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Data Visualizations: Drew Stanley
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Job openings fell by more than 560,000 in November, BLS says.
Sharp declines in the retail and construction sectors led to an overall drop of more than half a million job openings in November 2019, the U.S. Bureau of Labor Statistics (BLS) reported Jan. 17.
Job openings from October 2019 to November 2019 saw the steepest falloffs in retail (139,000) and construction (112,000).
The bureau said that as of Nov. 29, the number of U.S. job openings outside farming sank by 561,000 from October 2019. The private sector accounted for 520,000 of those jobs. The number of job openings took an even deeper dive compared with November 2018 — 826,000 jobs.
At the end of November 2019, BLS counted 6.8 million available jobs as part of its monthly Job Openings and Labor Turnover Summary (JOLTS). That compares with 7.1 million in October 2019 and 6.9 million in November 2018.
The job openings rate decreased to 4.3% in November 2019 versus 4.6% in October 2019 and 4.8% in November 2018. This rate measures the number of job openings on the last business day of the month as a share of total employment plus job openings.
In the retail sector, the job openings rate slipped to 4.5% in November 2019 compared with 5.3% in October 2019 and 6.5% in November 2018. Meanwhile, the job openings rate for the construction sector tumbled to 2.8% in November 2019 from 4.2% in October 2019 and 3.6% in November 2018.
On Jan. 10, seven days before the bureau’s job openings report came out, the White House Council of Economic Advisers boasted that the nation’s unemployment rate in December 2019 remained steady at 3.5 percent. Last year, the U.S. added an average of 176,000 jobs a month, the council said.
“To put that growth into perspective, the U.S. economy needs to create around 70,000 jobs a month to keep pace with working-age population growth. Any employment growth above this level is typically from workers coming off the sidelines,” the council said.
While the number of job openings in November 2019 went down, the BLS figures for hires and separations outside farming were stable (5.8 million and 5.6 million, respectively). The separations category — otherwise known as turnover — includes workers who quit, who retired, were fired or were laid off.
The hires and separations rates were unchanged from October 2019 to November 2019 (3.8% and 3.7%, respectively). The hires rate for November 2018 was 3.9%, and the separations rate was 3.7%.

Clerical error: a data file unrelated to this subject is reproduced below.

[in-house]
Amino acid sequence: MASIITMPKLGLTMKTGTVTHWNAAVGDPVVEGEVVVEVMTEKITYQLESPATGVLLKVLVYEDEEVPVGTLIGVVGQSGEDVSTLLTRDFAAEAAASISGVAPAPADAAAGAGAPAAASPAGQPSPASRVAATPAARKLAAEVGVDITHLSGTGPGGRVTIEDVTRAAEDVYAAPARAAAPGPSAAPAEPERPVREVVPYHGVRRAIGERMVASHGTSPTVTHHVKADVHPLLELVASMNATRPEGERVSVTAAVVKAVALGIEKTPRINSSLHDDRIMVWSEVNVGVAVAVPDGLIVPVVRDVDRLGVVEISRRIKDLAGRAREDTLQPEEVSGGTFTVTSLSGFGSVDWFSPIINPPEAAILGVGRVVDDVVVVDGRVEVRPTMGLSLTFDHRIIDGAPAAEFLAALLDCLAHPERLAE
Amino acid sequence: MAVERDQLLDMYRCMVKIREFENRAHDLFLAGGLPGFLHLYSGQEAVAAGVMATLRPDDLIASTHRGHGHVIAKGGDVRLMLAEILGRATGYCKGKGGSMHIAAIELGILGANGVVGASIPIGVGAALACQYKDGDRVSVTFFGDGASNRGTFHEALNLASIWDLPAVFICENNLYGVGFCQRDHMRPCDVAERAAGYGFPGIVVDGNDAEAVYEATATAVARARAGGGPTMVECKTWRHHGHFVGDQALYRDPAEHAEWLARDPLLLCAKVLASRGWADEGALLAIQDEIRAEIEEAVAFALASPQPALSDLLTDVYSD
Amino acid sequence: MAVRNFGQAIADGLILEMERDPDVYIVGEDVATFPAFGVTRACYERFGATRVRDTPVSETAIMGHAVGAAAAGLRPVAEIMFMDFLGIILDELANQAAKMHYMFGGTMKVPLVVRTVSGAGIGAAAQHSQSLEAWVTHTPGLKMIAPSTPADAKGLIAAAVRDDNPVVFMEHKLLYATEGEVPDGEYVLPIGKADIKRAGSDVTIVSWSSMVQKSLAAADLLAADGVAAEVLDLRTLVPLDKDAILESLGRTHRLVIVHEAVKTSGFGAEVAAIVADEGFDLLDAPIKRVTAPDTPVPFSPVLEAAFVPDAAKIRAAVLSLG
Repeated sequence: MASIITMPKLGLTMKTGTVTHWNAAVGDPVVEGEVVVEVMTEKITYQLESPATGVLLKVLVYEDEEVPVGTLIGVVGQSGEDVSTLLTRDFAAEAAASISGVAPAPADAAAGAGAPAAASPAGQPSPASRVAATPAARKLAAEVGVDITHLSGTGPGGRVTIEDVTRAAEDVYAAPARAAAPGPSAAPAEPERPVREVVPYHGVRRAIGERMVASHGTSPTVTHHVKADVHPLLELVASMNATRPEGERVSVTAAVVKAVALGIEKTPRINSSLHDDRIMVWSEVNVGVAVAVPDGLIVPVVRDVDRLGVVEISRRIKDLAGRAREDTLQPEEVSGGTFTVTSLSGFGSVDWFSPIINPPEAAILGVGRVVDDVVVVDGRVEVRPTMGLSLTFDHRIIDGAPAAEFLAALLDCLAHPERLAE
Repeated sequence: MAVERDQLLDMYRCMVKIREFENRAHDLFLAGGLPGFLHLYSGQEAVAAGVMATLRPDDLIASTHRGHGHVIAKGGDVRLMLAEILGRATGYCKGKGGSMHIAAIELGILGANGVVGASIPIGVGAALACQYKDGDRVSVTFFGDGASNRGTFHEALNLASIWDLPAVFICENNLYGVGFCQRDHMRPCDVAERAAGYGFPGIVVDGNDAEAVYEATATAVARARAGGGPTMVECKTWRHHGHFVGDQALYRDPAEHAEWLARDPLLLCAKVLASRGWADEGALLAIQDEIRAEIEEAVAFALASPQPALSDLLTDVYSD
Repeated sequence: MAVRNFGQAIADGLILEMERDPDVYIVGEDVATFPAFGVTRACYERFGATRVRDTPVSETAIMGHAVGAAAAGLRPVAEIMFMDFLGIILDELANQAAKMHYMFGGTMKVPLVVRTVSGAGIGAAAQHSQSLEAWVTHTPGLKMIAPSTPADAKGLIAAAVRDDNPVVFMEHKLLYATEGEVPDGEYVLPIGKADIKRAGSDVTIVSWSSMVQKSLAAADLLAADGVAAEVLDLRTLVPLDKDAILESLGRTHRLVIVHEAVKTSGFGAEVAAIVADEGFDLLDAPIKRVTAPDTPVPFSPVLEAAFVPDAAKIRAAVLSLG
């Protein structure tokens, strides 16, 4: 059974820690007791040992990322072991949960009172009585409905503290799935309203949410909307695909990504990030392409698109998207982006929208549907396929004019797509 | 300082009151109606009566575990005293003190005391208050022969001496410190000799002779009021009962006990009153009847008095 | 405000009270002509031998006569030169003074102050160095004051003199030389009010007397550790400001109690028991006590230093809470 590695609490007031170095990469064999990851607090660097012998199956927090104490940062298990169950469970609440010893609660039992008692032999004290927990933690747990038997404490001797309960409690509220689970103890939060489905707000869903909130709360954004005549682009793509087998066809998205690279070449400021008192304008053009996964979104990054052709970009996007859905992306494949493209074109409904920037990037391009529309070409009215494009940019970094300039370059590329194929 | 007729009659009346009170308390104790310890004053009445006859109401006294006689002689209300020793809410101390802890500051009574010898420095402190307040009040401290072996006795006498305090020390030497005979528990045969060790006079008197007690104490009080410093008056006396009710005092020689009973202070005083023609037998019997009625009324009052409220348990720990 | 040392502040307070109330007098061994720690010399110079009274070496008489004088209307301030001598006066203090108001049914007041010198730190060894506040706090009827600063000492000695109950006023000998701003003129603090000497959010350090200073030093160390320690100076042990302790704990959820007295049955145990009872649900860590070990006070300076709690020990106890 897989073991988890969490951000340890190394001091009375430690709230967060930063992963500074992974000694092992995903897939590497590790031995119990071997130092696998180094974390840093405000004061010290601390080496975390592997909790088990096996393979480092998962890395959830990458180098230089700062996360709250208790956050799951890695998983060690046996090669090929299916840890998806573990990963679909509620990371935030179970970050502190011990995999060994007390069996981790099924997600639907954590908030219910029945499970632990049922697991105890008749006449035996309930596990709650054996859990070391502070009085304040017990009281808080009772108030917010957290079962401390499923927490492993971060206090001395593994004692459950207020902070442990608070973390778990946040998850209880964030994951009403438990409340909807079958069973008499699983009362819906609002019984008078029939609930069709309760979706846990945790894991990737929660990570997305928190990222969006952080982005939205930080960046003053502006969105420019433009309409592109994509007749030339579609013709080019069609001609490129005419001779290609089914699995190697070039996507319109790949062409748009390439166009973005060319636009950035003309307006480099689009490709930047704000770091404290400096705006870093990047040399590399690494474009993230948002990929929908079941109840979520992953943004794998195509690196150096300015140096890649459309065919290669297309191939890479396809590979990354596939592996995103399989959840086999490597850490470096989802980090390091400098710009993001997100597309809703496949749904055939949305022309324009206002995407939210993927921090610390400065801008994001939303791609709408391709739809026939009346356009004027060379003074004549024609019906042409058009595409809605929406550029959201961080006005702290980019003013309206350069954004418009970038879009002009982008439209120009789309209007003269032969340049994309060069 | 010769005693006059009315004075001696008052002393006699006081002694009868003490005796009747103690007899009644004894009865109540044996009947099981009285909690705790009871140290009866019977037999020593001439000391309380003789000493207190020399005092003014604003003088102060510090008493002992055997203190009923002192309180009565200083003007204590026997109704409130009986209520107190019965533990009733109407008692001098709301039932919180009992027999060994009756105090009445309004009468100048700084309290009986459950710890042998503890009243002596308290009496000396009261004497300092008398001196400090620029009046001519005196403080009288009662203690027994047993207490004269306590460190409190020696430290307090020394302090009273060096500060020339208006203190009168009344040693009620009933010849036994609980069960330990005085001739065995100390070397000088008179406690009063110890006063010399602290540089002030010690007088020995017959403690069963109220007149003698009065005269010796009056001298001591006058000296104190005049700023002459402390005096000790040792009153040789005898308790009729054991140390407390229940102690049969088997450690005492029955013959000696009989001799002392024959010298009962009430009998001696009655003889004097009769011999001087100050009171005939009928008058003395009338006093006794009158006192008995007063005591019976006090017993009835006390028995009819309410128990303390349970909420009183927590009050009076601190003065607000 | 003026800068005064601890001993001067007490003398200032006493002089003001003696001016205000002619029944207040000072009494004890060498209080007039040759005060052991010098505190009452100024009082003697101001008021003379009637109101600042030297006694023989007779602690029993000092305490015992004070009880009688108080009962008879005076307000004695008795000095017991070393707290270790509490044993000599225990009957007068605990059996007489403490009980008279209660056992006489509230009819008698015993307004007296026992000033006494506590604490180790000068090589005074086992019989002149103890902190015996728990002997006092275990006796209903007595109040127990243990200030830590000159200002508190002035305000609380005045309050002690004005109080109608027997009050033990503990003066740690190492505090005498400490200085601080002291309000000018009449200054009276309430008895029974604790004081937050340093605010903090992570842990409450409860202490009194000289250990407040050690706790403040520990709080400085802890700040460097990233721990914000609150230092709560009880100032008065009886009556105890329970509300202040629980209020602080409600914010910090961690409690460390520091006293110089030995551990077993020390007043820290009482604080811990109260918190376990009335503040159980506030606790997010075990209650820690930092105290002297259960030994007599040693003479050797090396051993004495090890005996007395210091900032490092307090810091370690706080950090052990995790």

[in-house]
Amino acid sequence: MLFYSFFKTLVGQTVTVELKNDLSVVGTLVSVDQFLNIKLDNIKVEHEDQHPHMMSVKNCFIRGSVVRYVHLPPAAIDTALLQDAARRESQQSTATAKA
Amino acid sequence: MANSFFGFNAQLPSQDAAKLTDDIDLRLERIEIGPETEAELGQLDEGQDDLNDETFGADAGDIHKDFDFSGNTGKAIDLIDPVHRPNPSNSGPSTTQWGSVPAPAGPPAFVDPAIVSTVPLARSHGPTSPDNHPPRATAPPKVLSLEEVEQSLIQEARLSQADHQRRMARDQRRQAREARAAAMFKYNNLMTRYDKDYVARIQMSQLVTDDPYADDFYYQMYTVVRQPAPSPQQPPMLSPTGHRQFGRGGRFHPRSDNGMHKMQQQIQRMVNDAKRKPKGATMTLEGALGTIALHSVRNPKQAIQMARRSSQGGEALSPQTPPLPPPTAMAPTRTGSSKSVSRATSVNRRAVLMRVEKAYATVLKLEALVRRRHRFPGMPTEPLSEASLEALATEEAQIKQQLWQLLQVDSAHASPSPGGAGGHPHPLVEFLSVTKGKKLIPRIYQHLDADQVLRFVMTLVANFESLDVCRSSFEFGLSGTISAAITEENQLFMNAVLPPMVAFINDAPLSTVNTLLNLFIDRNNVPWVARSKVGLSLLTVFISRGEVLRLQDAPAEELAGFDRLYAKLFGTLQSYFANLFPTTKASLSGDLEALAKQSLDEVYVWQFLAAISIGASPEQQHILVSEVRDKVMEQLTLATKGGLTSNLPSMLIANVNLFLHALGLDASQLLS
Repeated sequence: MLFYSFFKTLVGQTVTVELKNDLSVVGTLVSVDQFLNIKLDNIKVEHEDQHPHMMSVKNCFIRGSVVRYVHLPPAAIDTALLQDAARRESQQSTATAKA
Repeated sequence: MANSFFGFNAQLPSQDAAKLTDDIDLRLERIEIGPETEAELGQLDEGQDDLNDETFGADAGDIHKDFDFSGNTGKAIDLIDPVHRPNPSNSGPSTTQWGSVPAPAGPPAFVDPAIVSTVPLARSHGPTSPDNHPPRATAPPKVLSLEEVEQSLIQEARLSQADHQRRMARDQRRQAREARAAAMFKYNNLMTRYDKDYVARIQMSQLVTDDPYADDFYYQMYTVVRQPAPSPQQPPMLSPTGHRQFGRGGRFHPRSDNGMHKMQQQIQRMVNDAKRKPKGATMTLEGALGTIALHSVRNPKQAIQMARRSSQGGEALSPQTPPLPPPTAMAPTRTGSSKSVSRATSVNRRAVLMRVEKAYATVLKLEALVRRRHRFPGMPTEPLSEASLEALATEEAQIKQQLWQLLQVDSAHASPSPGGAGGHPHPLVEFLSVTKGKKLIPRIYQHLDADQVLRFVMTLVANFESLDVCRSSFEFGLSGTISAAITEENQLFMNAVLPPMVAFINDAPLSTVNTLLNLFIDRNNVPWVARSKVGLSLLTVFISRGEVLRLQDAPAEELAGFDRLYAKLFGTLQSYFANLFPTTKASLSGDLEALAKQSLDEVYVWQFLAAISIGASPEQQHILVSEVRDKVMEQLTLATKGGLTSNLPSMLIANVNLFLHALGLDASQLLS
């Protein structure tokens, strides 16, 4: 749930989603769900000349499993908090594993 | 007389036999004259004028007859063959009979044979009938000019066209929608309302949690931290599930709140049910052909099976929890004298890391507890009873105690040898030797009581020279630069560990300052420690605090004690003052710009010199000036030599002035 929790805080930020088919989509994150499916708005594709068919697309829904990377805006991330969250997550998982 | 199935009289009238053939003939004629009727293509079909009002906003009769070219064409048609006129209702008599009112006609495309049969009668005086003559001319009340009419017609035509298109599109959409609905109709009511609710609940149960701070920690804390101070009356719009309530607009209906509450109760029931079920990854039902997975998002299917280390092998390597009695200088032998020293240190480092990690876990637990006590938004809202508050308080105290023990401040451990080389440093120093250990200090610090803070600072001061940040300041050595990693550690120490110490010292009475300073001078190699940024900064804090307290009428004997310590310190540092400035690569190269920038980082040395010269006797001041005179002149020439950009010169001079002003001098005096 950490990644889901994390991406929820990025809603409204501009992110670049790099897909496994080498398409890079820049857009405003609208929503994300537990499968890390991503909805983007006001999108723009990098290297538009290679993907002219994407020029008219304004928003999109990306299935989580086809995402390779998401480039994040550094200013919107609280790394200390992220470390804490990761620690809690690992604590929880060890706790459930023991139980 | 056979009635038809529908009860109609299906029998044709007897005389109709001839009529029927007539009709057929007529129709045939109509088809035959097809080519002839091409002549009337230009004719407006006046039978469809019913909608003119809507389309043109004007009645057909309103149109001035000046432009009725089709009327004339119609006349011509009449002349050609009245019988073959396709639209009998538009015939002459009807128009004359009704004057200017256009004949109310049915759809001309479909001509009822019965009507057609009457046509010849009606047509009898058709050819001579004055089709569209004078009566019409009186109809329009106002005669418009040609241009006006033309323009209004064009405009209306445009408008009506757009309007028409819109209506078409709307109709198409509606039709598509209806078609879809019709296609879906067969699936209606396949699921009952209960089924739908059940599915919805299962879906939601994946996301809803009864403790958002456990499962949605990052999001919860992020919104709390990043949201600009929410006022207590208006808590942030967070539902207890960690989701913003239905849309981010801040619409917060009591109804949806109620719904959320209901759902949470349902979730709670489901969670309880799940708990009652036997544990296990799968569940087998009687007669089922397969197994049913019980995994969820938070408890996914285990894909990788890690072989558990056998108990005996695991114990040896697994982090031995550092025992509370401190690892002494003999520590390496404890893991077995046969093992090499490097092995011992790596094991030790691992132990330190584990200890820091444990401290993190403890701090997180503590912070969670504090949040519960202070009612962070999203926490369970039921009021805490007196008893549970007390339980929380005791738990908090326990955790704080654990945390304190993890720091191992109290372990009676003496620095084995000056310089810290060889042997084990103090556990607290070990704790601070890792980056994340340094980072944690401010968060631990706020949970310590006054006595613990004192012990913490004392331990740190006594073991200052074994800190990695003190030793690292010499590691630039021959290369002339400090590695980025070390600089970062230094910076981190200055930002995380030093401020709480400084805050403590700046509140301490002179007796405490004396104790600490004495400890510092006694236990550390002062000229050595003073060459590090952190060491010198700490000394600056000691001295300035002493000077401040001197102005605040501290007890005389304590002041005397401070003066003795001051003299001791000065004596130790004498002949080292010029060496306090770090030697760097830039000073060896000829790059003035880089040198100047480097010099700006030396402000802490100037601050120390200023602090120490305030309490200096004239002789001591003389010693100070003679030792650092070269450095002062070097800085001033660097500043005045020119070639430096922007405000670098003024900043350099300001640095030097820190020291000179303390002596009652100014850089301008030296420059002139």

The hires rate is the number of hires divided by the number of people who worked. The separations rate looks at the number of separations as a share of total employment.
Among all employment sectors, professional and business services bore the brunt of layoffs and discharges in November 2019, at 441,000. That was up from 416,000 in October 2019 and 426,000 in November 2018. This number comprises employees who were involuntarily laid off or were fired for cause.
The construction sector saw layoffs and discharges go down from October 2019 to November 2019 (254,000 to 229,000). However, the number climbed from November 2018 to November 2019 (192,000 to 229,000).
Meanwhile, the number of layoffs and discharges in the retail sector fell from 200,000 in October 2019 to 175,000 in November 2019, and from 221,000 in November 2018.
In 2019, U.S.-based employers announced 592,000 job cuts, the highest annual total since 2015 (598,000) but well off the total of 1,288,030 in 2009, at the tail end of the Great Recession, according to a report from outplacement firm Challenger Gray & Christmas Inc. Last year, retail led all sectors with 77,475 job cuts, down 21% from 98,563 job cuts in 2018. Retail bankruptcies triggered a big chunk of last year’s job cuts.
In December 2019, the number of announced job cuts hit its lowest monthly total (32,843) since July 2018 (27,122).
“Confidence was high heading into the last month of the year. With some resolutions occurring in the trade war and strong consumer spending in the fourth quarter, companies appear to be taking a wait- and-see approach … into 2020,” said Andrew Challenger, vice president of Challenger Gray & Christmas.